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The Art and Science of Visualization: Metaphorical Maps and Cultural Models

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Abstract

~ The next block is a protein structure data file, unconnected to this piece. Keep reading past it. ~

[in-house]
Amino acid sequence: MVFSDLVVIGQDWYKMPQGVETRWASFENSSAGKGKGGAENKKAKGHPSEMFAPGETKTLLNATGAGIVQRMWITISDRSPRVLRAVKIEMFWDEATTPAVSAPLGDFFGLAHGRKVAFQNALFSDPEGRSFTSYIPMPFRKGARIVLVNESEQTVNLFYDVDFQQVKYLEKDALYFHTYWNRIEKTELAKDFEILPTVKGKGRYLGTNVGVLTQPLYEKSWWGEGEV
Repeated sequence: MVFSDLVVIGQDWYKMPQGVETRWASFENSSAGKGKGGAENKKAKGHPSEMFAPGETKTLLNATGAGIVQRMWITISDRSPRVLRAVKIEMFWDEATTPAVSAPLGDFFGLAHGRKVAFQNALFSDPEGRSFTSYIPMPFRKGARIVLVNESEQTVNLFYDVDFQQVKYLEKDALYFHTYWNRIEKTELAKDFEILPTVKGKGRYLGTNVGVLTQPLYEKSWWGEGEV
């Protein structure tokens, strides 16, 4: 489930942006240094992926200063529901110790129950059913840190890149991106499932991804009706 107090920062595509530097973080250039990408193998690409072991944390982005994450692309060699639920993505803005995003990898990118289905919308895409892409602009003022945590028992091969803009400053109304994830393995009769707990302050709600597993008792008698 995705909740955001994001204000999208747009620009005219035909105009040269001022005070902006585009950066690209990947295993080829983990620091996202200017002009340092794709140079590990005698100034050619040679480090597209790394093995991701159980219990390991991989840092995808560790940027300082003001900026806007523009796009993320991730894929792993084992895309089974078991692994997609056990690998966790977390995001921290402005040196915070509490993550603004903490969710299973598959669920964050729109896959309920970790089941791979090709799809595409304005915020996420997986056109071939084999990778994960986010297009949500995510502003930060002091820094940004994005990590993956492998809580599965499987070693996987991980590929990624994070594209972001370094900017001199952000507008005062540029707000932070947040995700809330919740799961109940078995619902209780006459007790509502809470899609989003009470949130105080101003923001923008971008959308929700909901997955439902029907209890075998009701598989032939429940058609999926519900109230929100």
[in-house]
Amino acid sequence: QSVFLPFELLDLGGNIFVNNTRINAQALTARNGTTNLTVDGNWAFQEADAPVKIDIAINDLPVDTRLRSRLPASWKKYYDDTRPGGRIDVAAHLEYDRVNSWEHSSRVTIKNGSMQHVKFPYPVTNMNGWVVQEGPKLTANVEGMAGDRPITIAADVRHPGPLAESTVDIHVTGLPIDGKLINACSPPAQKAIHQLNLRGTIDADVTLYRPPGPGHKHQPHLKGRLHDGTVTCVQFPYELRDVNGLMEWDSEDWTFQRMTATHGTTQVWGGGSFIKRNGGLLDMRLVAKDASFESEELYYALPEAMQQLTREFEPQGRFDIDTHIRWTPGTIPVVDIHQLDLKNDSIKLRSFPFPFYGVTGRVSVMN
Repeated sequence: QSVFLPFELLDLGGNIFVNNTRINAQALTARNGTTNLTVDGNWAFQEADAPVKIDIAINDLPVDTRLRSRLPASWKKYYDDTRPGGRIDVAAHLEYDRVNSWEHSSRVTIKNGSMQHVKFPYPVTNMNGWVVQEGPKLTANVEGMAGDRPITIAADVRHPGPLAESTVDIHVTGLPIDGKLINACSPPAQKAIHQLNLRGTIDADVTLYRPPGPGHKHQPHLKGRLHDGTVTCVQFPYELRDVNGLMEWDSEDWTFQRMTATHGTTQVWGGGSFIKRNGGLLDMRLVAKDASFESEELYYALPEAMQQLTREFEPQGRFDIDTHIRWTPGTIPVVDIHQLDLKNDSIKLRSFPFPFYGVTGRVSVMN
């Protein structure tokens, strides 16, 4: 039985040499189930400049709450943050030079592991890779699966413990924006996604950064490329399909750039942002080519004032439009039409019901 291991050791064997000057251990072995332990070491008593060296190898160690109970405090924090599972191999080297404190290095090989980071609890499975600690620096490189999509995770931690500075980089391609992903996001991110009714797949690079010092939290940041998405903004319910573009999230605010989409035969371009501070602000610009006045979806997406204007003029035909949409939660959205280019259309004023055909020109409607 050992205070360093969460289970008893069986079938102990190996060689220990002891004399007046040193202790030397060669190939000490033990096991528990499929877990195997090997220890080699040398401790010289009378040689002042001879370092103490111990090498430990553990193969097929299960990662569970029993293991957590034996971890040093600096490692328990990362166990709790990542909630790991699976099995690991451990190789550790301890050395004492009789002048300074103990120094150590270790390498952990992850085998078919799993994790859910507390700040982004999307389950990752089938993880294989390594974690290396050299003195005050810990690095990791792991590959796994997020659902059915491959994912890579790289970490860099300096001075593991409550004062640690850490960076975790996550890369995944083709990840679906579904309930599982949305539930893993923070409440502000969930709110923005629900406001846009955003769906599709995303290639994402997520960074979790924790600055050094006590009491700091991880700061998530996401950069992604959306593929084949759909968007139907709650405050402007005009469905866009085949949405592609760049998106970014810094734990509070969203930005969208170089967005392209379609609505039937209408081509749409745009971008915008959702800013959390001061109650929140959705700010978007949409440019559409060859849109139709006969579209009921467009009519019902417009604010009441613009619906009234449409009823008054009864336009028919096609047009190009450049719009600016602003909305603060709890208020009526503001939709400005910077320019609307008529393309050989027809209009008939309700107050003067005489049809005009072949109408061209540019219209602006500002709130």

The author has collaborated in research teams to visualize supercomputer simulations and real-time data. She describes these collaborative projects that employ advanced-technology graphics and novel digital displays that include large-format IMAX film, high-definition television productions, and a museum digital dome at the American Museum of Natural History. The popularity of these images and the function that they provide in popular culture are discussed. She also describes two key technologies that she was part of designing: IntelliBadge(tm), a real-time visualization and ‘smart’ tracking system; and Virtual Director(tm), a virtual camera choreography and remote collaboration system. The process of data-visualization involves the mapping of data from numerical form into an iconic representational form in the attempt to provide humans with insight and understanding of a phenomenon. This is discussed in the context of metaphor, cognition, and postcolonial theory. Because data-visualizations carry the ‘weight of scientific accuracy and advanced technology’, most general audiences confuse these visualizations as ‘real’; however, it is argued that data-visualizations are models and metaphors, not reality. In metaphor theory, the mapping of attributes from one domain of information into another is how humans understand, create, and engender new meaning. Data mapping is correlated with this theory. The author explores how the use of mapping information is culturally contingent. In the spirit of scientific inquiry, she deconstructs the very professional activity for which she is most famous.

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